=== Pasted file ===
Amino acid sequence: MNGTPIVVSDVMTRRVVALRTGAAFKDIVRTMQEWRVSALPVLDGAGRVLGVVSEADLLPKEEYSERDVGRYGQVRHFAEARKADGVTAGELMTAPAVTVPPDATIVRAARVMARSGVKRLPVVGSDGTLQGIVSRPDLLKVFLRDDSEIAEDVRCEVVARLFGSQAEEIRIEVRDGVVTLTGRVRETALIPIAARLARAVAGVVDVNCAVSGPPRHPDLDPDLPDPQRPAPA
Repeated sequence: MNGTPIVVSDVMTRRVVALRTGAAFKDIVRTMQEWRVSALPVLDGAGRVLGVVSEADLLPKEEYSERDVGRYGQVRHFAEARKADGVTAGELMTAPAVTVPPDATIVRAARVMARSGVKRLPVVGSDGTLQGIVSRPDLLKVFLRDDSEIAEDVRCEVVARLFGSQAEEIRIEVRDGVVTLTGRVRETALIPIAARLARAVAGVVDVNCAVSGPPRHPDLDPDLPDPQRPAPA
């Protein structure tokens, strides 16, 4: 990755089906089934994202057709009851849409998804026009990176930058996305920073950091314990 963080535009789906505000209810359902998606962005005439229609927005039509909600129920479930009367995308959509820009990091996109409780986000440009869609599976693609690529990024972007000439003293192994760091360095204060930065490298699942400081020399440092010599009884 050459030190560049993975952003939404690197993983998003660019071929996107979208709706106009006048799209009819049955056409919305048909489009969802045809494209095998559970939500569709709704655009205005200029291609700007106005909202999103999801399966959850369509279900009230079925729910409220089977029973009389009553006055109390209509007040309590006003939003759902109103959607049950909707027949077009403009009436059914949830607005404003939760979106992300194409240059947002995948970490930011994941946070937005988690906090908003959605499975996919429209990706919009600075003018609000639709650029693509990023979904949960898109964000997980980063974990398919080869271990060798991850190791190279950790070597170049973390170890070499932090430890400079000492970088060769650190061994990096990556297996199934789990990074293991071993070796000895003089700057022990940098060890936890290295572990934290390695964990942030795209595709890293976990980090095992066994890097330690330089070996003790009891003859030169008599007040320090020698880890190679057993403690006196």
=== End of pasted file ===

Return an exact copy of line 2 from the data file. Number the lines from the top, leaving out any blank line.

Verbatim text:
Repeated sequence: MNGTPIVVSDVMTRRVVALRTGAAFKDIVRTMQEWRVSALPVLDGAGRVLGVVSEADLLPKEEYSERDVGRYGQVRHFAEARKADGVTAGELMTAPAVTVPPDATIVRAARVMARSGVKRLPVVGSDGTLQGIVSRPDLLKVFLRDDSEIAEDVRCEVVARLFGSQAEEIRIEVRDGVVTLTGRVRETALIPIAARLARAVAGVVDVNCAVSGPPRHPDLDPDLPDPQRPAPA